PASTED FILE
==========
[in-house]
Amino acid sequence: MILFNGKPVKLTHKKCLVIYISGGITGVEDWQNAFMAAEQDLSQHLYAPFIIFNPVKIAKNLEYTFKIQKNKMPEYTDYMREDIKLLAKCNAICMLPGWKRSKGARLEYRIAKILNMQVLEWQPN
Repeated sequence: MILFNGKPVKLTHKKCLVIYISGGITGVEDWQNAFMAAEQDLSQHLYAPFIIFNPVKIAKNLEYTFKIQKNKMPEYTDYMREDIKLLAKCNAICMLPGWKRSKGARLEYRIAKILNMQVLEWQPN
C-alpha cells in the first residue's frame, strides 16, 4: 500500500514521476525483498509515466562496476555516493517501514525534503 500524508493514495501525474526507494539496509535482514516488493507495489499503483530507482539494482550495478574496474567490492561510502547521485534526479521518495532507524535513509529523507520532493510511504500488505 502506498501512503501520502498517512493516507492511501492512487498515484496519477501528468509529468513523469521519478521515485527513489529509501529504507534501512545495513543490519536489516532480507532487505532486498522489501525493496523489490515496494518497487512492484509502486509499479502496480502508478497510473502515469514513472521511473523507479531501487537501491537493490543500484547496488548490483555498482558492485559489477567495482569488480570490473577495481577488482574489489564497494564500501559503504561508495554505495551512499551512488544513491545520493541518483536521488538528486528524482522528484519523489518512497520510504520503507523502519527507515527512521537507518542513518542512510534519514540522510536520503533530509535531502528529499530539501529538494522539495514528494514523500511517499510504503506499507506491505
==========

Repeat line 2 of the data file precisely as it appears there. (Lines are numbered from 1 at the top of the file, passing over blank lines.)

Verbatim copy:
Amino acid sequence: MILFNGKPVKLTHKKCLVIYISGGITGVEDWQNAFMAAEQDLSQHLYAPFIIFNPVKIAKNLEYTFKIQKNKMPEYTDYMREDIKLLAKCNAICMLPGWKRSKGARLEYRIAKILNMQVLEWQPN